France to send Maori heads home to New Zealand
The French parliament voted on Tuesday to return a collection of mummified heads of Maori chiefs to New Zealand, centuries after they were first brought to Europe to be exhibited as exotic curios. More than a dozen Maori heads, or mokomakai, currently form part of the permanent collections of several museums across France.
The National Assembly passed the motion by 569-8, bringing into effect a bill first approved by the Senate Upper House in June 2009.
Museums in eight French cities, including Paris, Marseille, Lyon and Rouen, all have Maori heads in their collections. These will be removed from storage and returned to New Zealand within the next year, where they will be given either to relatives or the national Te Papa Tongarewa Museum.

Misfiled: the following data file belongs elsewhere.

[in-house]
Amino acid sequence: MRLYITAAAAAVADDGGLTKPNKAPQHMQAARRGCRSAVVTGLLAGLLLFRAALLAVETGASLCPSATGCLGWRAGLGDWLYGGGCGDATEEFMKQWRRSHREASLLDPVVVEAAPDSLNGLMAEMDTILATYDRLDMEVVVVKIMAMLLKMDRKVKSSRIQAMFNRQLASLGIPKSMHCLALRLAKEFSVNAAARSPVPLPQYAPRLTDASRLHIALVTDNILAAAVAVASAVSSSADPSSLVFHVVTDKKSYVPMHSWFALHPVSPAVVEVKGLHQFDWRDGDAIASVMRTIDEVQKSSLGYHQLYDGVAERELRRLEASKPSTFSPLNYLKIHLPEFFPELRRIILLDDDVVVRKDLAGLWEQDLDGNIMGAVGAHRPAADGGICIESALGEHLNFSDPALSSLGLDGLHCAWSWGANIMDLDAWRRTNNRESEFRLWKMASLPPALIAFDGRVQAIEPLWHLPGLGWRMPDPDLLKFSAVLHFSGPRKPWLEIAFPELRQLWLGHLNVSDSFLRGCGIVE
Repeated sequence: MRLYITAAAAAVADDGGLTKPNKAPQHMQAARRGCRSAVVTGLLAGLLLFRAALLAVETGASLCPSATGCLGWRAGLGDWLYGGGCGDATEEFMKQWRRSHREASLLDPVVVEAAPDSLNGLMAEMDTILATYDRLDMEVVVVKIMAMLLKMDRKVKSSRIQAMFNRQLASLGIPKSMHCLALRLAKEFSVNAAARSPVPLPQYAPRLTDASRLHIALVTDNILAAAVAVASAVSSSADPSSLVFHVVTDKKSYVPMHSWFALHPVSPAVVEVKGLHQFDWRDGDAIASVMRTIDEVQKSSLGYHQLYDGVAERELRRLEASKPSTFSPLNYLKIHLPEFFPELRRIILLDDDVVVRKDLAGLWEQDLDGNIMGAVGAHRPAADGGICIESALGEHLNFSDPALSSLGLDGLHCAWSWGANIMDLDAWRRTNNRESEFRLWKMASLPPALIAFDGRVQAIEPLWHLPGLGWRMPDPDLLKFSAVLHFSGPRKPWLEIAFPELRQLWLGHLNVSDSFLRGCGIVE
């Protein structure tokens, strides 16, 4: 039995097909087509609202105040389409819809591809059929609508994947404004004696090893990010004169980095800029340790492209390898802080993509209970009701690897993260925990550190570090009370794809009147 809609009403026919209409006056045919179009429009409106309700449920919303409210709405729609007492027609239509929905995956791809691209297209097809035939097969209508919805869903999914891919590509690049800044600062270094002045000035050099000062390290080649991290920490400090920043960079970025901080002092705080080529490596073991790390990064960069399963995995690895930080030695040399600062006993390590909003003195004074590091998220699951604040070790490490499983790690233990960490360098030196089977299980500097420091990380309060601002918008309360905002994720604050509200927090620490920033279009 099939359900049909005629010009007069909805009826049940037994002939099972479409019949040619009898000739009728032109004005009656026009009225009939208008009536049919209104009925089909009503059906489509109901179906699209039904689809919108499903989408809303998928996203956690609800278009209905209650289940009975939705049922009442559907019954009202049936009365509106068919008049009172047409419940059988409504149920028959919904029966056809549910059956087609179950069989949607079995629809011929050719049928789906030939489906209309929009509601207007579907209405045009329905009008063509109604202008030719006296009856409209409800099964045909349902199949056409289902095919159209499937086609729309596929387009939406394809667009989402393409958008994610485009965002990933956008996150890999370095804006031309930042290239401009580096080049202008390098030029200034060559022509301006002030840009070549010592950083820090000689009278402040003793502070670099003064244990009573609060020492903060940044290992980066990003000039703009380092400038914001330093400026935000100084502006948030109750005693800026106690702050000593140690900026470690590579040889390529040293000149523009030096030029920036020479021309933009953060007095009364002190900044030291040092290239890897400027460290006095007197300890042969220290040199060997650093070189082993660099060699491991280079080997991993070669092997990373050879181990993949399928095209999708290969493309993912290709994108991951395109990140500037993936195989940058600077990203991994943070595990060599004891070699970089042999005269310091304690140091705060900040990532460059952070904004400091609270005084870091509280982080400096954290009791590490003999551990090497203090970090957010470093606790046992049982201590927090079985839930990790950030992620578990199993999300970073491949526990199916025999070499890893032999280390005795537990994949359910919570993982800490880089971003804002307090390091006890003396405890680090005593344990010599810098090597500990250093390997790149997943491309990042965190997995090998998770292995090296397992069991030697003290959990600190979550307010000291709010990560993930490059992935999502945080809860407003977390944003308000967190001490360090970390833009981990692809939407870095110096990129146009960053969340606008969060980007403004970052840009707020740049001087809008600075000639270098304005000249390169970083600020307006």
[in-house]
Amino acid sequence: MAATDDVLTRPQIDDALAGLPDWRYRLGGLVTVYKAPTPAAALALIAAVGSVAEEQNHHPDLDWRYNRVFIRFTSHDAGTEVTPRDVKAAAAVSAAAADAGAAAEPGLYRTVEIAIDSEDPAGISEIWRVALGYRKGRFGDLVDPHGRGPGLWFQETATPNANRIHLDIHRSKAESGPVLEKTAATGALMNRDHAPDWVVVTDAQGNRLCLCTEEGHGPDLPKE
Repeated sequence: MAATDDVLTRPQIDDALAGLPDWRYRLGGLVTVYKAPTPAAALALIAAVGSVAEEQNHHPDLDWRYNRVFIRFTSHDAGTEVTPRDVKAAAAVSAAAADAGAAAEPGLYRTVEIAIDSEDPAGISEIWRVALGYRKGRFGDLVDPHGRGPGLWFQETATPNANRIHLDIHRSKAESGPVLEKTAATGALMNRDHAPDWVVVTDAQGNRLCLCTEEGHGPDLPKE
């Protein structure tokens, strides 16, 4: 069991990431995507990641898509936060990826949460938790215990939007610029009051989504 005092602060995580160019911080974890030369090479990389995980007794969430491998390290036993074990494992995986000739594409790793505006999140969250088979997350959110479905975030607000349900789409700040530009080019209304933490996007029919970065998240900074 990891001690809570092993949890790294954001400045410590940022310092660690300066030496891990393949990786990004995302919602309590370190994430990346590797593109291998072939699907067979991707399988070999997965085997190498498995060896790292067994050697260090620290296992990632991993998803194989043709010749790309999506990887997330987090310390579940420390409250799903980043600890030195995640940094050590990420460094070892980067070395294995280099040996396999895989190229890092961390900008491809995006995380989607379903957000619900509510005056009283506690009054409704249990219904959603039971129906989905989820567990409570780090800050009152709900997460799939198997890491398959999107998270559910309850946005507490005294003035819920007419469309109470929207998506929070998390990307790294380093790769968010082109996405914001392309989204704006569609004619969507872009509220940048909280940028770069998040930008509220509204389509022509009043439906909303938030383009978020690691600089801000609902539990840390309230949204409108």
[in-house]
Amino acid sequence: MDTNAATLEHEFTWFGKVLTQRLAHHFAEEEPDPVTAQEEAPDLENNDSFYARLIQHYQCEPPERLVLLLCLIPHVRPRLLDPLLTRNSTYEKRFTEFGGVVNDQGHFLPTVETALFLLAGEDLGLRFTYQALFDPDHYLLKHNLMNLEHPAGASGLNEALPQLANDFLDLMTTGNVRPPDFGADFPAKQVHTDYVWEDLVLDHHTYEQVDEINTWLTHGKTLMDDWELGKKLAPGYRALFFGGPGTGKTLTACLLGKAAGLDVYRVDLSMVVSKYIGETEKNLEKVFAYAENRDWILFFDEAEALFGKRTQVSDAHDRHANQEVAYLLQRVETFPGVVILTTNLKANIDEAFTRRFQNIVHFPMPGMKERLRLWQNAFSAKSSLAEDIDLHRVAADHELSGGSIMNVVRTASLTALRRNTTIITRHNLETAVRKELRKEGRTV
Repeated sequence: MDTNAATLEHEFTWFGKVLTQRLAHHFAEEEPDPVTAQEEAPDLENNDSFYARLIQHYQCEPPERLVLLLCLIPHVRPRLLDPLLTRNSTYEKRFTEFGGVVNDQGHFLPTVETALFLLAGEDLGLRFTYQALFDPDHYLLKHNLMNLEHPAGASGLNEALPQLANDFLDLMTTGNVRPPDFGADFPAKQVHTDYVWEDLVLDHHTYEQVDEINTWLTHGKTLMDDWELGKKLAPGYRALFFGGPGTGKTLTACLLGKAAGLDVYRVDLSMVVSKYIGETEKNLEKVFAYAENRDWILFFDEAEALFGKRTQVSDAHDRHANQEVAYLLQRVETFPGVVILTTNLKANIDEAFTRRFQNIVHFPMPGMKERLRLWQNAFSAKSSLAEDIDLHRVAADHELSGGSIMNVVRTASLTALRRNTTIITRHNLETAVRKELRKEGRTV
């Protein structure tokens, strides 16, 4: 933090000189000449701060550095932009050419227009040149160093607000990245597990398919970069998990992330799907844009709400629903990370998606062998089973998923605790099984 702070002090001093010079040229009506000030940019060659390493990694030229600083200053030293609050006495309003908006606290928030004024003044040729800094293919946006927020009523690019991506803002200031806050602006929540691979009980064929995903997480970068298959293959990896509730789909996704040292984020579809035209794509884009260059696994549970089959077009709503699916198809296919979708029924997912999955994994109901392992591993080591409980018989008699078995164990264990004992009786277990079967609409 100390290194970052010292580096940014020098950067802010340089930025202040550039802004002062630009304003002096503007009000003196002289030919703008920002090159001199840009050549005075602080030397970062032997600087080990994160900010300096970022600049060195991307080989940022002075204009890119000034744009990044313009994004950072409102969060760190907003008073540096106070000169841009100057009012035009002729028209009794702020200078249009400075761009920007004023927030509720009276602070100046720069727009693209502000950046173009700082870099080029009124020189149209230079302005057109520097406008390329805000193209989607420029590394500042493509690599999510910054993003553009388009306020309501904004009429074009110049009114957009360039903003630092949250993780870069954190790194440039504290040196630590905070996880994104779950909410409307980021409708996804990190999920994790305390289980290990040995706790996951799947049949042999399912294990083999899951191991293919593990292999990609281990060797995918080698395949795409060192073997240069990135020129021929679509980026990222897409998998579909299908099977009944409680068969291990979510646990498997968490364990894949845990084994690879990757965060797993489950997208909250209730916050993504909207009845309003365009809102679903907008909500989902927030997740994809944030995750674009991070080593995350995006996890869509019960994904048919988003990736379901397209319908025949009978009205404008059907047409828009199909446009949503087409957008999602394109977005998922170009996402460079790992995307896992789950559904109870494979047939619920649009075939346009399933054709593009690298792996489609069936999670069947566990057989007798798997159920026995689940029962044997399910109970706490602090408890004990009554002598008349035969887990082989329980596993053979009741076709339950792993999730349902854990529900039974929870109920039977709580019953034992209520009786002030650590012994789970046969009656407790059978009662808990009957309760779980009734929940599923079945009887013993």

It is the first time that a French law has authorised the return of an entire category of exhibits, rather than a specific object.
"You don't build culture by trafficking. You build culture through respect and exchange," France's Culture Minister Frédéric Mitterand told lawmakers.
New Zealand has been demanding the restitution of the heads since the 1980s.
The heads of high-ranking Maoris, decorated with elaborate tattoos as a mark of social status, were traditionally preserved by their tribesmen in the belief that the practice would keep the dead person's spirit alive.
Brought to Europe and the United States by explorers in the 18th and 19th centuries, about 500 such heads were once to be found in US and European collections. Around 300 have so far been returned to New Zealand.
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